Masking Death

Masking Death

by Ben Kemp, Grant Cottage Site Coordinator

On July 23, 1885, amidst the immediate fury of activity surrounding the death of one of America’s greatest and most famous heros, there was an artistic endeavor quietly taking place. A 32-year-old sculptor was making a plaster cast of the face of the recently passed U.S. Grant at Drexel Cottage on Mount McGregor. Around since antiquity, the taking of masks of the recently deceased was done for various reasons, frequently to use as a model for later sculptural works of the subject. By the 19th century, the masks themselves became a valuable memento and memorial of the departed.

Karl Gerhardt, born in 1853 in Massachusetts, worked at various jobs and even served a stint in the army. Beneath the modest exterior hid the talent of a true artist. By 1880 Gerhardt had married a younger woman, Harriett “Hattie” Josephine Gloyd, who encouraged her husbands artistic side.

It was  Hattie who contacted Samuel Clemens (Mark Twain) to invite him to see her husband’s work. Clemens was so taken with Gerhardt’s work that he personally funded his education. In the spring of 1881, the Gerhardts set off for a prestigious art school in Paris, where they continued to receive monetary and psychological encouragement from Clemens for the next few years.

In July of 1884, Karl returned to the U.S. determined to obtain commissions in hopes of repaying his benefactor Clemens. That summer Gerhardt sculpted a fine bust of Twain to be used for the frontispiece of his novel Huckleberry Finn.

 Image courtesy Cornell University Library

Image courtesy Cornell University Library

Twain and Gerhardt visited the ailing General Grant in his New York City home in March of 1885. Twain had already secured the contract to publish Grant’s memoirs and the family was shown a clay bust Gerhardt had made of Grant from a photo. The family was impressed and Gerhardt was allowed to model General Grant for a life bust. Perhaps Grant, while sitting for Gerhardt, remembered his own unrealized endeavors as an artist. Grant himself had completed drawings and paintings in West Point that showed true artistic talent. There was an intention of selling Gerhardt’s bust of the General by subscription (the same method Twain was using to sell Grant’s memoirs), but there’s little evidence that it was profitable. Regardless of its profitability, the family was very pleased with the outcome of the bust. Clemens and Gerhardt were both displeased, however, when rival sculptor Rupert Schmid was allowed access to the General for a study soon after.

In April 1885, with the end of Grant’s life only a matter of time and the trust of the family, Gerhardt secured the commission from Fred Grant to take the death mask of his father. In June Gerhardt traveled from his home in Mt. Vernon, NY to Mt. McGregor to be close to the fading General. While staying at the nearby Balmoral Hotel, he kept Clemens appraised of the situation on the mountain. Gerhardt bided his time by working on an additional study of the General and a bust of Nellie, the little daughter of Grant’s youngest son Jesse. The bust of Nellie turned out well and the family was pleased and wished him to stay on to finish the other. Karl must have been enamored with his famous subject as he wrote Clemens on June 26  that he “shook hands with the Genl yesterday and he remembered me."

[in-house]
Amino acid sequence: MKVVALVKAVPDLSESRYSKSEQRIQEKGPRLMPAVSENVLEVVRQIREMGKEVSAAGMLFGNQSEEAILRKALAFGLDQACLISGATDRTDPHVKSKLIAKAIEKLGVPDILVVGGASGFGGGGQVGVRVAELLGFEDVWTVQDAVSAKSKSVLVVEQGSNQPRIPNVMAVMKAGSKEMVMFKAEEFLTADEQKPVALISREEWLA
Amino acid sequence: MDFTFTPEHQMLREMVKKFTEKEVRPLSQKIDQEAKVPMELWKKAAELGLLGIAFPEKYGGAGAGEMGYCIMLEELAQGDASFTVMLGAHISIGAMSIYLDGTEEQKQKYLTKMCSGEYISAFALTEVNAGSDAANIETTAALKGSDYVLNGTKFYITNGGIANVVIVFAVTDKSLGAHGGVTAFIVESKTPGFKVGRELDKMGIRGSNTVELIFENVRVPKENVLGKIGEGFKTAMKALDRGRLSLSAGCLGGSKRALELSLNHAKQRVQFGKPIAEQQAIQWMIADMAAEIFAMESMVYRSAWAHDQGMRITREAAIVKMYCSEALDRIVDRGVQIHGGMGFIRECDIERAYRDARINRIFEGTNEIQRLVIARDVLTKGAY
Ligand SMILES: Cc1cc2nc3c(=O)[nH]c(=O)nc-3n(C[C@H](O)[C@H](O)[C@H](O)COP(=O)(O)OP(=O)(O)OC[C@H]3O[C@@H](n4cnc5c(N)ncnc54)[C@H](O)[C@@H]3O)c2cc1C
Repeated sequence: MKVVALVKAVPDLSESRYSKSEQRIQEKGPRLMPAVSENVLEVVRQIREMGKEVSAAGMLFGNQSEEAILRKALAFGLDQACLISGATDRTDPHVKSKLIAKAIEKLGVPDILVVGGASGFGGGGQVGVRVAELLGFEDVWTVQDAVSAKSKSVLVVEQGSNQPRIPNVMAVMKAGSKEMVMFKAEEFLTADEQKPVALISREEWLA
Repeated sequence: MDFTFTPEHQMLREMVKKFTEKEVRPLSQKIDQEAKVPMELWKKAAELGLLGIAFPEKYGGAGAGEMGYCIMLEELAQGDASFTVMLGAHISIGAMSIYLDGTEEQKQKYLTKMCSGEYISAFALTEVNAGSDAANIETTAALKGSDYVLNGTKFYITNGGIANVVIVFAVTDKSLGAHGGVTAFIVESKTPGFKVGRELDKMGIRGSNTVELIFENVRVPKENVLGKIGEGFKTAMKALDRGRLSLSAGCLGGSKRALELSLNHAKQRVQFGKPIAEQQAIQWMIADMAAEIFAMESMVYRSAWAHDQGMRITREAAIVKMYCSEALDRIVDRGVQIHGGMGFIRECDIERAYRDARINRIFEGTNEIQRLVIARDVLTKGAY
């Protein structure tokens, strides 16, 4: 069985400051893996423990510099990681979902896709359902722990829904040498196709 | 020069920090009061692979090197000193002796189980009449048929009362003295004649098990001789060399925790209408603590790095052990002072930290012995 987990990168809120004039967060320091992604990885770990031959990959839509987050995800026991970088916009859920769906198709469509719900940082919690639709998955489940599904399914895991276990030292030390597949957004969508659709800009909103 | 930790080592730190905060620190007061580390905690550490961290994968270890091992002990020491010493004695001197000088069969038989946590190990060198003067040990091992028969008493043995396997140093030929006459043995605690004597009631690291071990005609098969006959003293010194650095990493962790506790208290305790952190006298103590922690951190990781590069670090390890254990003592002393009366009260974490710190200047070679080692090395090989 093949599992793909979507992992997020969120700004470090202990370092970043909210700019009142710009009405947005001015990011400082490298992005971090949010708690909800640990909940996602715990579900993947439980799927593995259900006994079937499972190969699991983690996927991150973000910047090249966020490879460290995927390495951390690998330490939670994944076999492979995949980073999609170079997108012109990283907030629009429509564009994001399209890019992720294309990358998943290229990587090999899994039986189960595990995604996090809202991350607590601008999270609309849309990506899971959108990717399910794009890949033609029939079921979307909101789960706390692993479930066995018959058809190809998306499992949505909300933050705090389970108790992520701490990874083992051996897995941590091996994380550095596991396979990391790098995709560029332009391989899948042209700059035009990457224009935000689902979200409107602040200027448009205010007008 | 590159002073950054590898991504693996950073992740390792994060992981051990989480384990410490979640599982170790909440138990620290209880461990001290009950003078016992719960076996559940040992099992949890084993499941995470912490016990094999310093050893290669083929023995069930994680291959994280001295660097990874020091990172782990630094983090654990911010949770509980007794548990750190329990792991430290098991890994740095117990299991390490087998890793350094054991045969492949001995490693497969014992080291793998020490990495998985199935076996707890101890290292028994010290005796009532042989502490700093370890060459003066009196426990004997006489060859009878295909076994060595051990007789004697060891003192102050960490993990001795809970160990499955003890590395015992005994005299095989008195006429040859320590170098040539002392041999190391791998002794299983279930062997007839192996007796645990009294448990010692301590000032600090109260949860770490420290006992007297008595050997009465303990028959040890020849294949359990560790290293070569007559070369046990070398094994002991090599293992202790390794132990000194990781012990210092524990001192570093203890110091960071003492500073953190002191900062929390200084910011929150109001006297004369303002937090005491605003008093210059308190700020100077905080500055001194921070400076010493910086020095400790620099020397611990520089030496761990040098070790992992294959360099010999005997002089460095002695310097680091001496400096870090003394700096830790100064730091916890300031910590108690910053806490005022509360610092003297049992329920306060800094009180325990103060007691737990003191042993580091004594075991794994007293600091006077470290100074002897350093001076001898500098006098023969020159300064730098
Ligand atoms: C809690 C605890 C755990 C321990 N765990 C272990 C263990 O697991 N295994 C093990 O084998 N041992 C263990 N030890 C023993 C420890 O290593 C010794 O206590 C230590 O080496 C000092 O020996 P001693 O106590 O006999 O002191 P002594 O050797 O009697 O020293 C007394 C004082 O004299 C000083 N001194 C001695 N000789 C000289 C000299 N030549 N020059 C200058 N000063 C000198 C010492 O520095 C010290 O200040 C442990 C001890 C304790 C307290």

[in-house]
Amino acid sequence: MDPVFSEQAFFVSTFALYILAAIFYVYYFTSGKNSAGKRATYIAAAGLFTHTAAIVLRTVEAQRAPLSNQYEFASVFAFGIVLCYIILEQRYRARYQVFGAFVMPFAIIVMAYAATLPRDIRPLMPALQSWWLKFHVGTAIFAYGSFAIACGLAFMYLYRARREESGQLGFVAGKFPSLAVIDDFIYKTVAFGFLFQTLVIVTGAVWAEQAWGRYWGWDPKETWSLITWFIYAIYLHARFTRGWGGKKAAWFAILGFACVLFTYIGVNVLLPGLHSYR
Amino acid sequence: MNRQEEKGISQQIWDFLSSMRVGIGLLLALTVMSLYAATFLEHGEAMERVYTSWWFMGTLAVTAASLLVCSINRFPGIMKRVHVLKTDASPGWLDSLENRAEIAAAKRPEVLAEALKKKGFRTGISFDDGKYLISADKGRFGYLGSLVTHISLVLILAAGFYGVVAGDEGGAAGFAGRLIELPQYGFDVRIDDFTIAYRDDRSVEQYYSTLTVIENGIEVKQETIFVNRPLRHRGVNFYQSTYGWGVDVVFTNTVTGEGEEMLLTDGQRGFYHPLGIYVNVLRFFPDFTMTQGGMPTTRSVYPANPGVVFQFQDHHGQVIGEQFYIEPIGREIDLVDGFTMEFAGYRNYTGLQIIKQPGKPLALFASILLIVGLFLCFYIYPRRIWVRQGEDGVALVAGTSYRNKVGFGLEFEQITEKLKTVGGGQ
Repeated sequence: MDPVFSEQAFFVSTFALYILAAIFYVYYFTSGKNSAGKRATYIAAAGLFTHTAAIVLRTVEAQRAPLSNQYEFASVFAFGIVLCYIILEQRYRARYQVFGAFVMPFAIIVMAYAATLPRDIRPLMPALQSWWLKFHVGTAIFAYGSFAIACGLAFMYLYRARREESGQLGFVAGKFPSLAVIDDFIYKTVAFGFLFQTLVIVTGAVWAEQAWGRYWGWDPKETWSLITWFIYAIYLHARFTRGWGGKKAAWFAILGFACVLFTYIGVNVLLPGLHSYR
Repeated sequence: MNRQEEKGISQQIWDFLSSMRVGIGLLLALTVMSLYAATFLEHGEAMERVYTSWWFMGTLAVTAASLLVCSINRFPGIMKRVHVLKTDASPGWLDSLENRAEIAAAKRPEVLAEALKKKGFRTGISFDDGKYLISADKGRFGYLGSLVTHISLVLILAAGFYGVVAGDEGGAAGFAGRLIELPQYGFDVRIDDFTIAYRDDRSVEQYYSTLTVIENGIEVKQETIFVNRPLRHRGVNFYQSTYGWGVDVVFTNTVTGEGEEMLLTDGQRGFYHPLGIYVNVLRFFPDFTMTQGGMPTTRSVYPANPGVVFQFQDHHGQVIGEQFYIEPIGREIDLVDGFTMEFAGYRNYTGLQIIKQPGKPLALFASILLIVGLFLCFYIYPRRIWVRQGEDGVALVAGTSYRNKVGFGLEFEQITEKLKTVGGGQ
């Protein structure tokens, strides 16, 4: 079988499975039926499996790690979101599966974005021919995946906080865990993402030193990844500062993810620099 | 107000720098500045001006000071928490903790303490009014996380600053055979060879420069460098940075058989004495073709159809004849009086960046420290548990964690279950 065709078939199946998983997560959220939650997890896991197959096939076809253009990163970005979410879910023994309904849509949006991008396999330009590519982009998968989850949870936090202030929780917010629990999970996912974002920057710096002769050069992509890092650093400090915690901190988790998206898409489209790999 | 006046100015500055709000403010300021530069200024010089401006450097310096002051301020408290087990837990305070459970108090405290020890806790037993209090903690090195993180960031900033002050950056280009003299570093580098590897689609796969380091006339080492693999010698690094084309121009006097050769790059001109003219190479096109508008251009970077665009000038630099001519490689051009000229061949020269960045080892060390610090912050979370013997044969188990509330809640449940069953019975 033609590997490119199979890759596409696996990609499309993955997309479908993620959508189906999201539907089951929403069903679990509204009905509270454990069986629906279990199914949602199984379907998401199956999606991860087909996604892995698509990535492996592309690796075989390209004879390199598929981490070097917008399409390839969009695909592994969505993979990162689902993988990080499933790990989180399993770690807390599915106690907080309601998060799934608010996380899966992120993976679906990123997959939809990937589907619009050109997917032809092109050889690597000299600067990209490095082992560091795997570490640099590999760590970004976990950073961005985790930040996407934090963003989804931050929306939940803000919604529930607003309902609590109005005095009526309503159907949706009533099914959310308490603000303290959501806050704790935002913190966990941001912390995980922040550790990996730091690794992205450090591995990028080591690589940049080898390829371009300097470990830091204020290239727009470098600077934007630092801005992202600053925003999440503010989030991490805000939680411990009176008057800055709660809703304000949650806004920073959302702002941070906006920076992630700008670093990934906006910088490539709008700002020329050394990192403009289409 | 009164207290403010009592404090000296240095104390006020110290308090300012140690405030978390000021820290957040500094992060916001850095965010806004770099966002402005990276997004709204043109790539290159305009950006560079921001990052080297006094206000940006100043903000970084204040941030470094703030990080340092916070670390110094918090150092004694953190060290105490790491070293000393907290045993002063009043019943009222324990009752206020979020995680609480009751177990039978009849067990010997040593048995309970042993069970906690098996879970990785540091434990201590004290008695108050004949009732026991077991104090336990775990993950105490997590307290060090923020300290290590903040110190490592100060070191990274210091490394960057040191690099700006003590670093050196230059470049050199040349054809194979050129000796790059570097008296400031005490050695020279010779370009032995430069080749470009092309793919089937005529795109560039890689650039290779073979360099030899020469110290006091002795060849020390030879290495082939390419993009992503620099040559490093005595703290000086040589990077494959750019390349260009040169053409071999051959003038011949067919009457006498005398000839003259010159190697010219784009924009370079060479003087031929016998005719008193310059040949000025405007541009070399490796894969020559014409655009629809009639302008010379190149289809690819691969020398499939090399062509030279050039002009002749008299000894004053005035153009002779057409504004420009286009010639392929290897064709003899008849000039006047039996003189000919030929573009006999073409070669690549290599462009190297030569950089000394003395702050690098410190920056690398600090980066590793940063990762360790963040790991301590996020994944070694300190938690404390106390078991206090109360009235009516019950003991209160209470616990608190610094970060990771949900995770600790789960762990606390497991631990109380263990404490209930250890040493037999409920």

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In late July some tension arose between Gerhardt and the Grants, but Hattie and child arrived on the 19th and smoothed things over with the family. On the 23rd Gerhardt made his first death mask. He would later write to Clemens, “Imagine the trembling Gerhardt taking is first death mask, and from such a personage--It is only nice to think that no one else did it the family did not wish it… Dr. [John] Douglas saw the mask as did the Mexican minister [Leon Romero] and both pronounced it an unusually fine one… The sketch I have not touched since the 23rd the day he died. I had draped it all before that and everybody's enthusiastic over it. I am casting it now.”

In a testament to the popularity of Grant and the competitiveness of the art scene at the time, Gerhardt reported to Clemens a few days after Grant’s death that guards had to be posted at the cottage to keep out sculptor Rupert Schmid. Schmid had supposedly threatened “he would have a mask at any cost” and disparaged the young sculptor as unqualified to make such a prominent work.

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Gerhardt would experience a sudden burst of fame as “Frank Leslie’s Illustrated” featured a front page depiction of the sculptor at work making the mask. The fame would be fleeting however as the question of ownership of the mask was uncertain and created a heated controversy. In the end Clemens would forgive the thousands of dollars of debt owed him by Gerhardt in exchange for transferring the mask to the Grant family.   

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Gerhardt would go on to complete works that would adorn Twains’ Hartford, CT home, city and town parks and even a few on the Gettysburg battlefield including the iconic Gouverneur Warren statue on Little Round Top. None of these, however, would bring lasting fame or fortune, and after losing his wife in 1897, Gerhardt would move south to Louisiana. After years away from sculpting, Gerhardt would return to the trade but remained in obscurity until his death in 1940.

An artist who sculpts the human form not only establishes a lasting legacy for himself, but even moreso perpetuates the memory of his subject. Grant, who in life was referred to as being a “man of stone,” a man of iron will and determination, now had his final likeness preserved in sculpture for the world to see and remember.